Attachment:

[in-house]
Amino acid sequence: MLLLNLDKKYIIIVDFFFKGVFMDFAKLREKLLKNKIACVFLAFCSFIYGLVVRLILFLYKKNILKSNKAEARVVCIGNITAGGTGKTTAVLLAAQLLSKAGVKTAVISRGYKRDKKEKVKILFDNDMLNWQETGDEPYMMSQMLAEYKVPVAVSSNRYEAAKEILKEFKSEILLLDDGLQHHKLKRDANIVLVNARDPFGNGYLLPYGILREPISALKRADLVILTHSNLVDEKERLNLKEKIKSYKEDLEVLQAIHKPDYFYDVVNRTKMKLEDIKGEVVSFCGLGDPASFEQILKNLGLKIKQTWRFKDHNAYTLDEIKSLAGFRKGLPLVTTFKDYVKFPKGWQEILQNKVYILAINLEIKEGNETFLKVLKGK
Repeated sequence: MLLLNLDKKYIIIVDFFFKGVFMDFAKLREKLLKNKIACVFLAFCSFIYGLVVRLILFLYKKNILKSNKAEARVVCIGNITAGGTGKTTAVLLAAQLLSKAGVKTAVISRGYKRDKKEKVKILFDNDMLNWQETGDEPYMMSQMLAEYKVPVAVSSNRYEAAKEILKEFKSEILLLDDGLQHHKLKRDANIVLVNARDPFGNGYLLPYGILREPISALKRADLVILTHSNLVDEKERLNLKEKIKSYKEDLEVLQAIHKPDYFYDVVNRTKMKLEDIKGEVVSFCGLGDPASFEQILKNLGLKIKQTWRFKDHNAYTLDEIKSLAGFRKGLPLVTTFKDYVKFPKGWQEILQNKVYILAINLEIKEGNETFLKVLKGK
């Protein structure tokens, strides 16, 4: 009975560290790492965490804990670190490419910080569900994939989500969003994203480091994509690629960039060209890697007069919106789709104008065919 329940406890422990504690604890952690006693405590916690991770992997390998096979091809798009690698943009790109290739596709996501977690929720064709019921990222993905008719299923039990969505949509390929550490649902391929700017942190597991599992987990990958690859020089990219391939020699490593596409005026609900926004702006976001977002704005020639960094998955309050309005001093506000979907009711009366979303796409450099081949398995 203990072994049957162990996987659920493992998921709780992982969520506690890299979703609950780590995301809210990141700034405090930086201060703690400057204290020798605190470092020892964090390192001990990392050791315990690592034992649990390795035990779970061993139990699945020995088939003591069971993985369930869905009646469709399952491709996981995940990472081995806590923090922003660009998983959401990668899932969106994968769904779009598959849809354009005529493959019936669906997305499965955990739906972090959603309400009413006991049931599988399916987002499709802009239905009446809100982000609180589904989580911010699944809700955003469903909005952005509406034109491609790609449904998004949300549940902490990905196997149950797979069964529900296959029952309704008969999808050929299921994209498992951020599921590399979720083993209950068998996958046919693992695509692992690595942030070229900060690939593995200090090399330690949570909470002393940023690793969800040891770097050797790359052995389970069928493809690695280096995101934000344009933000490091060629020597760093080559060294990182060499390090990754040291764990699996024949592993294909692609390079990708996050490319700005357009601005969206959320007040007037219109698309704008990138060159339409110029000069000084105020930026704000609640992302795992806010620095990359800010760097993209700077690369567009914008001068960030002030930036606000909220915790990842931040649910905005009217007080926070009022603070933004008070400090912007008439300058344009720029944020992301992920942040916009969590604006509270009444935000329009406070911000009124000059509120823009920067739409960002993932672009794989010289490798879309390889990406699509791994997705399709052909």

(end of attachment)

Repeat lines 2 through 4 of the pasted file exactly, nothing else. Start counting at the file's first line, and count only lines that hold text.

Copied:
Amino acid sequence: MLLLNLDKKYIIIVDFFFKGVFMDFAKLREKLLKNKIACVFLAFCSFIYGLVVRLILFLYKKNILKSNKAEARVVCIGNITAGGTGKTTAVLLAAQLLSKAGVKTAVISRGYKRDKKEKVKILFDNDMLNWQETGDEPYMMSQMLAEYKVPVAVSSNRYEAAKEILKEFKSEILLLDDGLQHHKLKRDANIVLVNARDPFGNGYLLPYGILREPISALKRADLVILTHSNLVDEKERLNLKEKIKSYKEDLEVLQAIHKPDYFYDVVNRTKMKLEDIKGEVVSFCGLGDPASFEQILKNLGLKIKQTWRFKDHNAYTLDEIKSLAGFRKGLPLVTTFKDYVKFPKGWQEILQNKVYILAINLEIKEGNETFLKVLKGK
Repeated sequence: MLLLNLDKKYIIIVDFFFKGVFMDFAKLREKLLKNKIACVFLAFCSFIYGLVVRLILFLYKKNILKSNKAEARVVCIGNITAGGTGKTTAVLLAAQLLSKAGVKTAVISRGYKRDKKEKVKILFDNDMLNWQETGDEPYMMSQMLAEYKVPVAVSSNRYEAAKEILKEFKSEILLLDDGLQHHKLKRDANIVLVNARDPFGNGYLLPYGILREPISALKRADLVILTHSNLVDEKERLNLKEKIKSYKEDLEVLQAIHKPDYFYDVVNRTKMKLEDIKGEVVSFCGLGDPASFEQILKNLGLKIKQTWRFKDHNAYTLDEIKSLAGFRKGLPLVTTFKDYVKFPKGWQEILQNKVYILAINLEIKEGNETFLKVLKGK
């Protein structure tokens, strides 16, 4: 009975560290790492965490804990670190490419910080569900994939989500969003994203480091994509690629960039060209890697007069919106789709104008065919 329940406890422990504690604890952690006693405590916690991770992997390998096979091809798009690698943009790109290739596709996501977690929720064709019921990222993905008719299923039990969505949509390929550490649902391929700017942190597991599992987990990958690859020089990219391939020699490593596409005026609900926004702006976001977002704005020639960094998955309050309005001093506000979907009711009366979303796409450099081949398995 203990072994049957162990996987659920493992998921709780992982969520506690890299979703609950780590995301809210990141700034405090930086201060703690400057204290020798605190470092020892964090390192001990990392050791315990690592034992649990390795035990779970061993139990699945020995088939003591069971993985369930869905009646469709399952491709996981995940990472081995806590923090922003660009998983959401990668899932969106994968769904779009598959849809354009005529493959019936669906997305499965955990739906972090959603309400009413006991049931599988399916987002499709802009239905009446809100982000609180589904989580911010699944809700955003469903909005952005509406034109491609790609449904998004949300549940902490990905196997149950797979069964529900296959029952309704008969999808050929299921994209498992951020599921590399979720083993209950068998996958046919693992695509692992690595942030070229900060690939593995200090090399330690949570909470002393940023690793969800040891770097050797790359052995389970069928493809690695280096995101934000344009933000490091060629020597760093080559060294990182060499390090990754040291764990699996024949592993294909692609390079990708996050490319700005357009601005969206959320007040007037219109698309704008990138060159339409110029000069000084105020930026704000609640992302795992806010620095990359800010760097993209700077690369567009914008001068960030002030930036606000909220915790990842931040649910905005009217007080926070009022603070933004008070400090912007008439300058344009720029944020992301992920942040916009969590604006509270009444935000329009406070911000009124000059509120823009920067739409960002993932672009794989010289490798879309390889990406699509791994997705399709052909």